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Book review: Meltzer's 'Escape Artist' a bright start to new series

Correspondent

‘The Escape Artist’ By Brad Meltzer. Grand Central, 432 pages, $28

Brad Meltzer’s novels come with certain expectations: a plot filled with carefully researched but often obscure bits of American history and the government. Those facts may seem far-fetched but are nevertheless true and elevate the characters’ adventures.

The highly entertaining “The Escape Artist” — which marks Meltzer’s 20th anniversary as an author — follows his formula with aplomb. In “The Escape Artist,” readers will learn about the Army’s artist-in-residence position; Dover Air Force, where fallen soldiers and some high-profile figures are prepared for burial; and that the legacy of magicians in government, which dates to Abraham Lincoln (and we are not referring to the sleight-of-hand of some politicians). While these tidbits are prominent in the plot, Meltzer never allows his research to overwhelm the action-packed novel.

“The Escape Artist” introduces mortician Jim “Zig” Zigarowski, destined to be one of Meltzer’s most fully formed heroes in this series launch. Zig handles the U.S. government’s most top-secret, and often sensitive, cases at Dover Air Force Base in Delaware. Dealing with so much death and treating each deceased with sensitivity and respect helps Zig deal with the grief that continues over his daughter’s death more than a decade ago.

Zig’s personal and professional worlds combine when he is preparing the body of soldier Nola Brown, who died in an Alaskan plane crash along with seven others. As a child, Nola saved Zig’s daughter at a Girl Scout camp, and he has never forgotten. But as he inspects the body, he realizes it is not Nola because the corpse lacks the scars he knows she had. A note found on the deceased piques his curiosity. As a tribute to his daughter, Zig is determined to find out what happened to Nola, and, if she is in trouble, help her.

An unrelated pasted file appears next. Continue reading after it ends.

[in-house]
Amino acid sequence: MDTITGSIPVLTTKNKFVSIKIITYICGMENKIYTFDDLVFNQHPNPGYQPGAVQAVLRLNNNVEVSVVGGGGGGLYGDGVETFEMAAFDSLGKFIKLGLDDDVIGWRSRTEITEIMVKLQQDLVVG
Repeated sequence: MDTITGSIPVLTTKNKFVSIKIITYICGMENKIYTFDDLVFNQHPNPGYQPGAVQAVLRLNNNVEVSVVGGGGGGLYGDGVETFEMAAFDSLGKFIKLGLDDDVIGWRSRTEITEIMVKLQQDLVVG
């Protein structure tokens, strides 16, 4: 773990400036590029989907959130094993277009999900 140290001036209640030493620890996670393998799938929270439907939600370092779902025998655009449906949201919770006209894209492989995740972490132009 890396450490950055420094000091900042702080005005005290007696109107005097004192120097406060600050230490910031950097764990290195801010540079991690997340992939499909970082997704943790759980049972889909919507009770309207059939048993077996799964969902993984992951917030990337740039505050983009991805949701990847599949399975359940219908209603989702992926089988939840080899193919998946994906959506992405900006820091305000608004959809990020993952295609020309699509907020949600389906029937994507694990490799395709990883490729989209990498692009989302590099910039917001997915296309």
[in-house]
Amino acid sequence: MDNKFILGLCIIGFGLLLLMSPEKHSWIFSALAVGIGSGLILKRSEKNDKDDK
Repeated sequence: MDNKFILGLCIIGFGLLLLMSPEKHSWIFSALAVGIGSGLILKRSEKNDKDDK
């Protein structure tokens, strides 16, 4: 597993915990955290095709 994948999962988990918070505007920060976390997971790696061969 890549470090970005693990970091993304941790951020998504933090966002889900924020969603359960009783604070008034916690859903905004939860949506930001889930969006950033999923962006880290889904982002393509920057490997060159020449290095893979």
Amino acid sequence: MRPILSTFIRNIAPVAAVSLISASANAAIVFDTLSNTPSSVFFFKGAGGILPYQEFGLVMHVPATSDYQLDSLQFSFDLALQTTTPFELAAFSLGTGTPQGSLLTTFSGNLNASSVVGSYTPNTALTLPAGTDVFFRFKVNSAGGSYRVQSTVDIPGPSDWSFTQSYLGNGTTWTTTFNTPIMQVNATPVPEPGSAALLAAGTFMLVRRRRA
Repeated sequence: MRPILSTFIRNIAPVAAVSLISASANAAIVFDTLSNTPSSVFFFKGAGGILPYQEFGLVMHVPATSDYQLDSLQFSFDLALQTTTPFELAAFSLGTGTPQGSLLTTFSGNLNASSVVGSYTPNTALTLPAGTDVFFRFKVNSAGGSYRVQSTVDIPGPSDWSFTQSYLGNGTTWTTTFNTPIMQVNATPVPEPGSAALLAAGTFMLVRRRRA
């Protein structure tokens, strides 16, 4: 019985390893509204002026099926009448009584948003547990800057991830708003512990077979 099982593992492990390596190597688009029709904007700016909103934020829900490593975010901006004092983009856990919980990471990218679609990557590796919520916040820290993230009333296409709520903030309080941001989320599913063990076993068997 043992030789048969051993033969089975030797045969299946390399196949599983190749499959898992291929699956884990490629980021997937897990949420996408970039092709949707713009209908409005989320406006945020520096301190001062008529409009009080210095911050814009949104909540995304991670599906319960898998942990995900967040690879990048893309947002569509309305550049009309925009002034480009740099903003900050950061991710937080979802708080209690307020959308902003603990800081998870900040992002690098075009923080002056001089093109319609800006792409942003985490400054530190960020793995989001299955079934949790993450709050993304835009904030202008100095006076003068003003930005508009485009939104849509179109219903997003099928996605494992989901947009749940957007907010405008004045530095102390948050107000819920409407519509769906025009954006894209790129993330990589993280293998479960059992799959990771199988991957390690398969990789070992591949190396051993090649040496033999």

Meltzer keeps the action crackling as he delves into the background and motives of both Zig and Nola. Each is a complicated character whose motives are realistically explored. Zig has isolated himself from relationships since his daughter died. His grief is palpable, “the most profound pain that death delivered: the utter numbness that comes from when you can’t get over it but somehow get used to it.” Nola grew up in an abusive foster home in which she learned inner strength and how to spot weaknesses in others. She has created a solitary life because she fears attachments to anyone, or anything.

Meltzer makes us care deeply about both Zig and Nola and is planning for both characters to return in his next novel.

Meanwhile, there’s no escaping the solid storytelling of “The Escape Artist.”

Meet the author

Brad Meltzer will discuss “The Escape Artist” at 2 p.m. March 10 at the Alvin Sherman Library, on the campus of Nova Southeastern University, 3100 Ray Ferrero Jr. Blvd., Davie. Registration required for this free event; email libdev@nova.edu or call 954-262-4593; and at 7 p.m. March 10 at Books & Books, 265 Aragon Ave., Coral Gables, 305-442-4408.

Oline H. Cogdill can be reached at olinecog@aol.com.

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